The arrangement depicted in FIG. 6 includes a plurality of the above-described sensors arranged in a network. The fiber optical system of FIG. 6 invention comprises an OTDR 34; critical timer 50; signal processor 46; autopilot 48; optical delay element 40; an optical bus 54; a plurality of optical pulse routing switches 56; optical conductors 44; and a plurality of optical fibers 14, each having a first end 30 and a second end 32. The basic principles of the presently described network system are analogous to those earlier described, that is, a pulse or signal is generated by a light source and directed toward the optical sensor for attenuation and subsequent analysis by OTDR 36 and processor 46 in conjunction with critical timer 50. However, additional elements are included to deal with the new problems which arise with the integration of signals from a plurality of sensors.
More specifically, a signal generated by an optical pulse generator is initially passed along a connecting bus to the individual sensor system to be tested. In accordance with the present invention, the optical pulses may be distributed such that each succeeding pulse is directed to a different to a different one of the fibers 14 until each fiber has been pulsed. The sequence may then be repeated. Moreover, each pulse preferably passes through only one of the optical fibers 14, thereby eliminating interference from pulses passing through other fibers. That selective diversion of pulses from optical bus 54 may be accomplished in several different ways.
By encoding or addressing the signal or optical pulse as it leaves OTDR 34, the signal may be made specific for an individual sensor system. Upon encountering the pulse routing switch for an individual fiber 14, the pulse routing switch may recognize the encoded signal and selectively route the optical signal onto the sensor circuit with which it is associated, for interaction with the optical sensor it contains. By this means each individual fiber 14 can be separately addressed and normalized.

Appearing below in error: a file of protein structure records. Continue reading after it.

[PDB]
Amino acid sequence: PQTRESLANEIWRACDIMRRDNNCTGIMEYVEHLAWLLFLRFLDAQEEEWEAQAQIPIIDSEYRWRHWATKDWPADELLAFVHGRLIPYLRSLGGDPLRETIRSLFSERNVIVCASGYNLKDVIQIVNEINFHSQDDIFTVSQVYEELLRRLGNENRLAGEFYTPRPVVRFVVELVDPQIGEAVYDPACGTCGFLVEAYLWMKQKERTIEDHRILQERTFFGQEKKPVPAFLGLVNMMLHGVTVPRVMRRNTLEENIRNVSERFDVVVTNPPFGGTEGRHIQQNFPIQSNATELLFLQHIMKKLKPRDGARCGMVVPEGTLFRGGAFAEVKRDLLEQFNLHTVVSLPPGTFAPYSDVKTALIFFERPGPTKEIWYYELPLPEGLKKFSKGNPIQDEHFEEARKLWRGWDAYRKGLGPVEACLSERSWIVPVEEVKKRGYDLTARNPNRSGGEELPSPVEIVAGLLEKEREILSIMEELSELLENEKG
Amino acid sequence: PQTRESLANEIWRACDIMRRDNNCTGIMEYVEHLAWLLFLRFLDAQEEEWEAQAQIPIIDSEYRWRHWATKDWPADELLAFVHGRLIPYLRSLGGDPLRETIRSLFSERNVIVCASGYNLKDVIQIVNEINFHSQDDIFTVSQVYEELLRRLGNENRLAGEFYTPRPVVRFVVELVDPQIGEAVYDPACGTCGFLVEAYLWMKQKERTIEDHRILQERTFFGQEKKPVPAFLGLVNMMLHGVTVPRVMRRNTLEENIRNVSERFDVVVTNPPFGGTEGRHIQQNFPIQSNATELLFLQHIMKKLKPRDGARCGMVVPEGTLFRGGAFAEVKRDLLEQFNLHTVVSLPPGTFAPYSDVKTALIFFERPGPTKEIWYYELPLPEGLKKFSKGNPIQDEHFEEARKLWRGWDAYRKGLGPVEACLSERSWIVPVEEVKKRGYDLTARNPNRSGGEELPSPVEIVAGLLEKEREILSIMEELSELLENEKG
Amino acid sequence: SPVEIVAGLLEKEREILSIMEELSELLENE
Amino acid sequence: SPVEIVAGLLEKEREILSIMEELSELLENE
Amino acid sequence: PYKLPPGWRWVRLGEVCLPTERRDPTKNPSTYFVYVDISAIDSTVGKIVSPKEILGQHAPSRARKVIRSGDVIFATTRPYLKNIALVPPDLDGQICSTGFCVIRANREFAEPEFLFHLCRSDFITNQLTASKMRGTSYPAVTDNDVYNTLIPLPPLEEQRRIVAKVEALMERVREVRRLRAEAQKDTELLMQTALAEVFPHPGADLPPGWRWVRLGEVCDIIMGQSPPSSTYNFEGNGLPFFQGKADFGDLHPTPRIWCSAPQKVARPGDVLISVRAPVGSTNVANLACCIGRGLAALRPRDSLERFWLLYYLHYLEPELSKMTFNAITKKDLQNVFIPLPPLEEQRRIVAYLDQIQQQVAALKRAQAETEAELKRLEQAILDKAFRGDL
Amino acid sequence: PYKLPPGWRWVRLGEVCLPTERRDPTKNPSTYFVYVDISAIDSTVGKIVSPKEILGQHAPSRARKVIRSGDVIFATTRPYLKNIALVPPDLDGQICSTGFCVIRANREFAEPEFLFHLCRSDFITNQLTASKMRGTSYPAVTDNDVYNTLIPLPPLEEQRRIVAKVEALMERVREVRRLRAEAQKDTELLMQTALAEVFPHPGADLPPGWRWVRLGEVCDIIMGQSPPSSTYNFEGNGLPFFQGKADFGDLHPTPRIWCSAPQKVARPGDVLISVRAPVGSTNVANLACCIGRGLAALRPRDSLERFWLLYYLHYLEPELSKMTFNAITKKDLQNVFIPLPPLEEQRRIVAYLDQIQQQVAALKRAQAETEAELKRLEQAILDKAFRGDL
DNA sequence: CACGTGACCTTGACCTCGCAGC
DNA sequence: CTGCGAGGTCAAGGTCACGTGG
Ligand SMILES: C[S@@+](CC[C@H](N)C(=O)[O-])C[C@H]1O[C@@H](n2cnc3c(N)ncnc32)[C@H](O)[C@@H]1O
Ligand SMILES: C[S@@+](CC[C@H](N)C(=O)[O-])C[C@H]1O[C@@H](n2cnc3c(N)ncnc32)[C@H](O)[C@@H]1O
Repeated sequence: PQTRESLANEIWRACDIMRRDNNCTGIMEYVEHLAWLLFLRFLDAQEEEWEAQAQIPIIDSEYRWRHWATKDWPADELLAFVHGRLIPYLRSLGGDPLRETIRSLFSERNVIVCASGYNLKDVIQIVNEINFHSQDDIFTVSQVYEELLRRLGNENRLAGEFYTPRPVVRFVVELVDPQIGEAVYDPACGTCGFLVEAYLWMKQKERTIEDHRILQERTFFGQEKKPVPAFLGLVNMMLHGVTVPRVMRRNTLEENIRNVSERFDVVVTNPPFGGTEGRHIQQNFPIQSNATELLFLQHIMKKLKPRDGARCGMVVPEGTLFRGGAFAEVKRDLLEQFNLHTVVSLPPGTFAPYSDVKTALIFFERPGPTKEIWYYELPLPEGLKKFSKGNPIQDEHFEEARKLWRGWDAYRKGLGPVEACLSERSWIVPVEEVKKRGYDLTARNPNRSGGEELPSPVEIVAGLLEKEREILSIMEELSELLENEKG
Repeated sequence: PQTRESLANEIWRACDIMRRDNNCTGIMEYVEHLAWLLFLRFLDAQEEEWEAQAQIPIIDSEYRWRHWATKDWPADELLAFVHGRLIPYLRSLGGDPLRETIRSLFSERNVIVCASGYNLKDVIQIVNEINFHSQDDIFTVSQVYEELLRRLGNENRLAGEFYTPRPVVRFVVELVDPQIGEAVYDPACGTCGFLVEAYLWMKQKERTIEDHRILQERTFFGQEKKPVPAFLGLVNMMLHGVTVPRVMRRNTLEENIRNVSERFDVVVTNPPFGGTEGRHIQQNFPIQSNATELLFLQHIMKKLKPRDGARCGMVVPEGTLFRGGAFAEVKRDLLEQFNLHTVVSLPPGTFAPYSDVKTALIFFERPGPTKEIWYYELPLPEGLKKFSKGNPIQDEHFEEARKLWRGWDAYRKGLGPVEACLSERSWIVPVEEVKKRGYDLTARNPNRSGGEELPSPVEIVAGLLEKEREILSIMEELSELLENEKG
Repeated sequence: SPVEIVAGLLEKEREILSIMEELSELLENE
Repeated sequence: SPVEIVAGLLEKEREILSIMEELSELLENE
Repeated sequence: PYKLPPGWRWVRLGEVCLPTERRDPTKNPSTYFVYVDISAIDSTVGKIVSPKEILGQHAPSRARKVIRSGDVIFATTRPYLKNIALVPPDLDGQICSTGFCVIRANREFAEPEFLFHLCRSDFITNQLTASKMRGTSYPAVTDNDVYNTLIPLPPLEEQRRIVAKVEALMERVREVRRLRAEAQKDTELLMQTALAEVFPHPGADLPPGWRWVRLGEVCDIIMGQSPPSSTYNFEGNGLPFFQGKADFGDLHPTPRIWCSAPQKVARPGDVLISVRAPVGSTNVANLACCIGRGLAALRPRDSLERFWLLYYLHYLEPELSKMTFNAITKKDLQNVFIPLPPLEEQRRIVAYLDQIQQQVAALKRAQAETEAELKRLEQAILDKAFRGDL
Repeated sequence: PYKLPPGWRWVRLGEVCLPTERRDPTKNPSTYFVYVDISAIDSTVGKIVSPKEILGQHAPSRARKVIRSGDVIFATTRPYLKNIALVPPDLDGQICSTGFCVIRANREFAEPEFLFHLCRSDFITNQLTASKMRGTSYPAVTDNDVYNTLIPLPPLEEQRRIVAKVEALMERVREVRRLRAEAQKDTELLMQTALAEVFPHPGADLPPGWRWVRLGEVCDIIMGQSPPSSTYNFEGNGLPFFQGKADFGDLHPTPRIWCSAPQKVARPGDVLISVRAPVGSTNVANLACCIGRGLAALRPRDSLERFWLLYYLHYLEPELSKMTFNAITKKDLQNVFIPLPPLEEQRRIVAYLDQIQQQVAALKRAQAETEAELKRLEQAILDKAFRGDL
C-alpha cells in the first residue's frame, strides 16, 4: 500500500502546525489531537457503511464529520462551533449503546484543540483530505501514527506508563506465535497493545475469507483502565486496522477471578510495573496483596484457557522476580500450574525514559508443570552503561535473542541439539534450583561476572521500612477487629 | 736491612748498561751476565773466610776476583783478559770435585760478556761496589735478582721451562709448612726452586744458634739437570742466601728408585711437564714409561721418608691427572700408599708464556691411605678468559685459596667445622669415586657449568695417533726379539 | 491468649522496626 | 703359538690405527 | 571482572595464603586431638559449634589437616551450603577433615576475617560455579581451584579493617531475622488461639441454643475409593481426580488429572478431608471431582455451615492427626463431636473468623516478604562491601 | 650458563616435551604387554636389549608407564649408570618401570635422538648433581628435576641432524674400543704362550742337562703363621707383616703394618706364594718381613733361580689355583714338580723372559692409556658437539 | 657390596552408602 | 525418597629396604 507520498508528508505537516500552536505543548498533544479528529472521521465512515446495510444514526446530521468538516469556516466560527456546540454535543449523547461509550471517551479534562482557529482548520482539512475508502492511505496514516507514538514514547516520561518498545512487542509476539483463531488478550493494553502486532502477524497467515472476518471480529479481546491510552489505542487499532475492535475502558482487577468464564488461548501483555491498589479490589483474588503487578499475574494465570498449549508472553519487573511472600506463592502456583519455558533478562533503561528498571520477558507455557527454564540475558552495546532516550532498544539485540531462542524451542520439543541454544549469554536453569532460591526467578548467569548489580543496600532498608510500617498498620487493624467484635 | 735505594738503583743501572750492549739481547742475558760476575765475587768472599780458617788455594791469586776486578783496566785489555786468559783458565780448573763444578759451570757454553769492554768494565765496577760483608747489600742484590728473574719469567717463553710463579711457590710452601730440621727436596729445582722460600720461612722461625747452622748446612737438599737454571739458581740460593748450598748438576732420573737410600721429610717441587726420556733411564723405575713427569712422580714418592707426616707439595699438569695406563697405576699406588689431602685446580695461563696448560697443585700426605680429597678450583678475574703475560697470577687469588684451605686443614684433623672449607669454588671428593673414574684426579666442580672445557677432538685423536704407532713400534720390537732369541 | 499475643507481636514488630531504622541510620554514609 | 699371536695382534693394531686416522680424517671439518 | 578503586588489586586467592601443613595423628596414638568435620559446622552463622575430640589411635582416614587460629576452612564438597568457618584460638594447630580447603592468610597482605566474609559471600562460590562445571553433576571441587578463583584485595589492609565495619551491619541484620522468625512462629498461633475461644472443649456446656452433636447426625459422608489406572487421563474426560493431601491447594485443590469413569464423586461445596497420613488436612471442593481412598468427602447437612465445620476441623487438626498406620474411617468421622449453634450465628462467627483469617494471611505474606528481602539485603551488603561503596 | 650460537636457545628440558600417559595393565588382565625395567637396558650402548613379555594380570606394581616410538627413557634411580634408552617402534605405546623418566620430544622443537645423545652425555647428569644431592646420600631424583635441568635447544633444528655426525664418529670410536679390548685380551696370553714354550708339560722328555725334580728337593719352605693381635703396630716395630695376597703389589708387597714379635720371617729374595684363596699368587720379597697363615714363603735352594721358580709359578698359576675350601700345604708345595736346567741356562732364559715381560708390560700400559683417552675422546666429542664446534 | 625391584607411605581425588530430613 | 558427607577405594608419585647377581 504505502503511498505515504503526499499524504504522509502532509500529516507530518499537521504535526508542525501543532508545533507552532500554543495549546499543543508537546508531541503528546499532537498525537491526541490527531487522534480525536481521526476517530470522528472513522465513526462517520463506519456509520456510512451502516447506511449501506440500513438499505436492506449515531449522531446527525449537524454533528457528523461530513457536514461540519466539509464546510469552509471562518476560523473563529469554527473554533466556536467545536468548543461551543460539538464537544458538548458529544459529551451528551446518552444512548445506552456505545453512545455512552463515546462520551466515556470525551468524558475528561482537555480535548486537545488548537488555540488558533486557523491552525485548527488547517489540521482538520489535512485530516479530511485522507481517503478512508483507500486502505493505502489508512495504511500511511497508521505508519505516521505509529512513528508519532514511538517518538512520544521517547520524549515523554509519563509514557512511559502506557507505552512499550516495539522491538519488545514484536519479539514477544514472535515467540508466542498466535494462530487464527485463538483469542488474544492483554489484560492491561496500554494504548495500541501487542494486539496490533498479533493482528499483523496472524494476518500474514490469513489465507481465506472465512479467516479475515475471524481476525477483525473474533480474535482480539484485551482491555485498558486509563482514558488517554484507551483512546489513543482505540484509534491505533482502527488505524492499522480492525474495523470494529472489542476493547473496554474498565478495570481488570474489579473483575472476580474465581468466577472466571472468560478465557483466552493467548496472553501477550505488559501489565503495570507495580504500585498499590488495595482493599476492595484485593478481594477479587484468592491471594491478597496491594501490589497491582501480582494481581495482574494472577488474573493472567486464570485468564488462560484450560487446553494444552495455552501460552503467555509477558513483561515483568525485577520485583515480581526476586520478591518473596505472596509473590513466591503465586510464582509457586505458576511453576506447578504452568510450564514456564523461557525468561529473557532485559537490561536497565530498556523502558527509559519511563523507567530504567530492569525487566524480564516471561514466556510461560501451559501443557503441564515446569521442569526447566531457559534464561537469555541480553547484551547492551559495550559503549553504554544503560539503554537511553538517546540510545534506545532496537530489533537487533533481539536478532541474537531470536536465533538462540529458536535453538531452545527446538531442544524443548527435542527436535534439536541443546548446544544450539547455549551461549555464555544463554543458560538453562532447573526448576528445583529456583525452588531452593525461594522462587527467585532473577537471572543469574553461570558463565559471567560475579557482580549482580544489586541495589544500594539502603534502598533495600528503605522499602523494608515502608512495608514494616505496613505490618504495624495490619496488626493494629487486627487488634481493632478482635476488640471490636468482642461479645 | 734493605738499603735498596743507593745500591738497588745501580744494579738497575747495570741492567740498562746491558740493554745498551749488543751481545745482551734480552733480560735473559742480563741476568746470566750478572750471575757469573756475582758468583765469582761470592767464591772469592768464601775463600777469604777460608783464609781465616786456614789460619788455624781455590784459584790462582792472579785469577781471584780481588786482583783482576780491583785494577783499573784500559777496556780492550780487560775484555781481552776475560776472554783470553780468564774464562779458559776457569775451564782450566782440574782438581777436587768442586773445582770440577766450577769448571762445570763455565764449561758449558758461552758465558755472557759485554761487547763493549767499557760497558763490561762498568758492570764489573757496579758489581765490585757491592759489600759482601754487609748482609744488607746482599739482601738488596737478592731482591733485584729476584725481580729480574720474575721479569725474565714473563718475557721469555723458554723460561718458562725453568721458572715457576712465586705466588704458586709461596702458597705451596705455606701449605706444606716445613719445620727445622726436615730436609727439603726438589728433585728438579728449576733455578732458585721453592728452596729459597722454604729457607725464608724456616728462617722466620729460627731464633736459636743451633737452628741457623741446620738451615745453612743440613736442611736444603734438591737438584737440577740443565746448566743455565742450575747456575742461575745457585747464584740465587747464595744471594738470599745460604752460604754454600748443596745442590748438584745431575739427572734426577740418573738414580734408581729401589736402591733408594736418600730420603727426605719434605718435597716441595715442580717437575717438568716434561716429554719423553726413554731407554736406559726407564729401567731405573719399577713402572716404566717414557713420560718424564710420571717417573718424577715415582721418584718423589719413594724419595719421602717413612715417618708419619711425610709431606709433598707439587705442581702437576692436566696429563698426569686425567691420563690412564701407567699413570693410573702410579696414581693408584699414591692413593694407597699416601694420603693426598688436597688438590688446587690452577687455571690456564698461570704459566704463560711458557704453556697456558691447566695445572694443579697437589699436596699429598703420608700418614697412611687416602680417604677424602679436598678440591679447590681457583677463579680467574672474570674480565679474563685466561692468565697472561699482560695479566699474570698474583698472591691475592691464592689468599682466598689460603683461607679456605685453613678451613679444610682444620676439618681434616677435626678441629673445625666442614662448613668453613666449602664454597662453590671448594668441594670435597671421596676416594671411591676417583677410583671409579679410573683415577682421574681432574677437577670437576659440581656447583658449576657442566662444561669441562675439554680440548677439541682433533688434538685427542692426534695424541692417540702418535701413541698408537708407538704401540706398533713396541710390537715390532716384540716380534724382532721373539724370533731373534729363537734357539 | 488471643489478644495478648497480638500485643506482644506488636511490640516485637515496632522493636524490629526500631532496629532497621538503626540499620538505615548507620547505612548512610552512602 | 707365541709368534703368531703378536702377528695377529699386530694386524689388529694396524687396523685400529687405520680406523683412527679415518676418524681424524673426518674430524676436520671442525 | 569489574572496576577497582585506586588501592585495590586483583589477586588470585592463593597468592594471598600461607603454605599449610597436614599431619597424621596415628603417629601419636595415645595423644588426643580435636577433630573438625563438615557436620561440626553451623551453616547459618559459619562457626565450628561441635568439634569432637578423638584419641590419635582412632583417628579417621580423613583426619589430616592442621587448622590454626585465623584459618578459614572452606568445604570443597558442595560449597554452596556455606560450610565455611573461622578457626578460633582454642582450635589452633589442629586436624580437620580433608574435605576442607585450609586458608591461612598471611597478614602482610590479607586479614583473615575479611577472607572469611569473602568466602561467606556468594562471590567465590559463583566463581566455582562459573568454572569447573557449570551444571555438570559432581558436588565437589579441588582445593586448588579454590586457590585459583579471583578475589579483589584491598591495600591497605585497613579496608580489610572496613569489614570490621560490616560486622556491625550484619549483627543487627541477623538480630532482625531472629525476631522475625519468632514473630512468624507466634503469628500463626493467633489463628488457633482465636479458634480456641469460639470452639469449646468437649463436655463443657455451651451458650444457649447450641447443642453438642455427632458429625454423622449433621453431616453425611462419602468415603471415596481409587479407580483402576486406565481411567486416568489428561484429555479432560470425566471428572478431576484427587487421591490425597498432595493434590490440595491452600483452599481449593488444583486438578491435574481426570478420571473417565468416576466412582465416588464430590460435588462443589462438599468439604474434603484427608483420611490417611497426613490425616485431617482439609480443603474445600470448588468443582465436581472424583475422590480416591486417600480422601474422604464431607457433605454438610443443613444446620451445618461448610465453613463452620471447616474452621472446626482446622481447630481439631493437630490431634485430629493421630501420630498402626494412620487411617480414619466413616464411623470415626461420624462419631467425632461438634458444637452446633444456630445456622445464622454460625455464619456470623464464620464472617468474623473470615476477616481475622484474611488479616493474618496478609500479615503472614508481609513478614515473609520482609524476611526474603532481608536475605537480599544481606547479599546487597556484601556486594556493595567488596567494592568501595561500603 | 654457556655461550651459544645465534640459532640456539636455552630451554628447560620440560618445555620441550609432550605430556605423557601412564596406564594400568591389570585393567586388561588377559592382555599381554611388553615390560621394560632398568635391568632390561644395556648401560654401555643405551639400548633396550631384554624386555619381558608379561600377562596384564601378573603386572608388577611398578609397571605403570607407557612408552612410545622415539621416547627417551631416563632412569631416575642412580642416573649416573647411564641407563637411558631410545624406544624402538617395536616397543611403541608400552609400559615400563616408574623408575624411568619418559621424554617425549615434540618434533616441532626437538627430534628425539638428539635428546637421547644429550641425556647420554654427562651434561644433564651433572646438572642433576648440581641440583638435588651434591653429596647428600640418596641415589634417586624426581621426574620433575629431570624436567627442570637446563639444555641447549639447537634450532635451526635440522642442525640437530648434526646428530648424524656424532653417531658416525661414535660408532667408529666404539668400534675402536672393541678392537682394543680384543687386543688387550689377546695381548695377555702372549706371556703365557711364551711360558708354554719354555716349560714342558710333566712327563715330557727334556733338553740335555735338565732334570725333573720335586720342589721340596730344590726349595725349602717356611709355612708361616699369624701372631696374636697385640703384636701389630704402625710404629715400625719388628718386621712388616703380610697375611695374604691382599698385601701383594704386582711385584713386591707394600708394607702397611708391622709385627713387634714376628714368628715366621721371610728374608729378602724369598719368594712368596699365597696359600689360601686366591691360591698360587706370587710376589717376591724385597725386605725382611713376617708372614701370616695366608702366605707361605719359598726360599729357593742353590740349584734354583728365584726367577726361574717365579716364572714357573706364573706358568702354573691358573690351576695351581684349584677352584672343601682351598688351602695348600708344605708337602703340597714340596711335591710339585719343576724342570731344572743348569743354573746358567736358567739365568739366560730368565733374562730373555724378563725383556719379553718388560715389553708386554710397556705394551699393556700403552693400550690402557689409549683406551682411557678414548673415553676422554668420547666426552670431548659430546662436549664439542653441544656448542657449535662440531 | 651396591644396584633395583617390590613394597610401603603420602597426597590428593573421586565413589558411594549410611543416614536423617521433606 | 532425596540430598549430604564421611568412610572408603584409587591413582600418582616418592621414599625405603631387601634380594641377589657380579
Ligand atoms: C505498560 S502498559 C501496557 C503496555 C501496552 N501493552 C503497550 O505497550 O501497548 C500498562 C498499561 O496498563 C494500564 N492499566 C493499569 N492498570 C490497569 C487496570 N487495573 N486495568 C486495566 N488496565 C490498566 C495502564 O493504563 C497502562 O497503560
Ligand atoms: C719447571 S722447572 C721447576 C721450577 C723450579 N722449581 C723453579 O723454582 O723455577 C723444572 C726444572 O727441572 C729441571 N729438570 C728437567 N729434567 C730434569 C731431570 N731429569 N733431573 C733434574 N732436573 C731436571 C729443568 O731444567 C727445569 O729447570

In the alternative, uniform pulses may be sent to the optical bus 54. In this embodiment the optical pulses are not encoded and selective routing is effected by the action of switches 56, which, for example, will divert only the first pulse received at the switch, until each of the switches have progressively been activated.
Upon return of each reflected signal the load magnitude and locational information may be determined to normalize each load analysis and compute the load applied to each fiber 14 as previously described. The return signals can also be compared with each other to determine the stresses or loads, or rates thereof, across the material to be examined.
By putting additional multisensor circuits in parallel with the first circuit and electronically multiplexing the sensed signals, it is possible to further extend the invitation to easily measure complex strain fields of interest.
As described above, the foregoing description represents only the presently preferred embodiment of the invention. Various modifications and additions may be made to the invention without departing from the spirit or scope of the invention, which is intended to be limited only by the scope of the appended claims.
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|U.S. Classification||250/227.16, 356/32, 73/800|
|International Classification||G01L1/24, G01B11/16|
|Cooperative Classification||G01L1/243, G01L1/245, G01B11/18|
|European Classification||G01L1/24B2B, G01L1/24B2, G01B11/18|
|Sep 23, 1991||FPAY||Fee payment|
Year of fee payment: 4
|Aug 31, 1995||FPAY||Fee payment|
Year of fee payment: 8
|Oct 19, 1999||REMI||Maintenance fee reminder mailed|
|Mar 26, 2000||LAPS||Lapse for failure to pay maintenance fees|
|Jun 6, 2000||FP||Expired due to failure to pay maintenance fee|
Effective date: 20000329